Dr. Judith Houston was one of the speakers at the workshop. She works with neutron scattering at ESS.
– To date, I have yet to actually directly study food, but it is an interesting area to explore. Can we look at the dynamics of food? What useful information can you get from using scattering techniques? Things to look at could be how things store, how emulsifiers behave so can you make food last, taste better?
If she would start doing research on food, she wants to study chili and how spicy foods react with receptors in the mouth.
– Is there a way to cure spiciness? What is the best natural ingredient? Maybe more people can get the goodness of chili if you could calm the spiciness?
Martin Adell from Tetra Pak was another speaker at the event.
– We want to use MAX IV and ESS to understand our processes better. We know a lot of them already: better quality, environmentally friendly, and safer.
For him, especially the material properties are important. How can you work with composites in the packaging such as plastics, foil, and printed cardboard? For companies it is important that their logos and other visual signifiers are visible on the packaging
– If we change the polymer layers in our packaging, how will it interact with the food? We need to know more about how food interacts with basic materials, so we can make our whole processing chain more sustainable, and above all, safe.
For me, personally, I would like to see a consortium being formed around food and the large infrastructures such as MAX IV and ESS. We need more focused efforts than only workshops or shorter initiatives.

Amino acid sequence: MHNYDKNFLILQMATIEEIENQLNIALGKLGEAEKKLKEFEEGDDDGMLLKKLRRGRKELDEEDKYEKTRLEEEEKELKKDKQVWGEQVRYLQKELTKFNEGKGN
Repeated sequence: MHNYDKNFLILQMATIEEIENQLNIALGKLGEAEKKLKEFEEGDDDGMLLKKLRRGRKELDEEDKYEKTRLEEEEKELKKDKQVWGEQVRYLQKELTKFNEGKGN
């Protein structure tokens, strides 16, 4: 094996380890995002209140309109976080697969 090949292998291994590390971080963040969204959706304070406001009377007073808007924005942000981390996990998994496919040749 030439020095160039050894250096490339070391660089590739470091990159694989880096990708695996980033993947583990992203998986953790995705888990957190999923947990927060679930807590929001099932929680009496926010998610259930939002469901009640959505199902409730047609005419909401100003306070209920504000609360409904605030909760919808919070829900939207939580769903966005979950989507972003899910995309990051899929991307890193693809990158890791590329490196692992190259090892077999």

Betül Yesiltas, post-doctoral researcher from the Technical University of Denmark and PhD student Mie Thorborg Pederson from University of Southern Denmark were two of the attendees at the workshop.
– I want to learn about applications in food in general, and in emulsions in particular. I’m working with emulsions in my research. We want to understand the oil/water interface; how we can work without disrupting the emulsion structure. Today, we do not know what makes the changes at the interface, says Betül Yesiltas.
– It is also interesting to find out more about MAX IV. How to get beam time for example.
Mie Thorborg Pederson has developed a method to preserve jellyfish to make it more palatable.
–I developed a technique involving soaking the jellyfish in alcohol and let the solvent evaporate to make the jellyfish crispy instead of gelatinous. I want to understand how the microscopic structure of jellyfish relate to the macroscopic mouth feeling, and therefore the talks are very interesting and relevant. It is interesting to hear about new techniques such as neutron scattering and the applications in food science. I have to think about if the different techniques are relevant for my future experiments.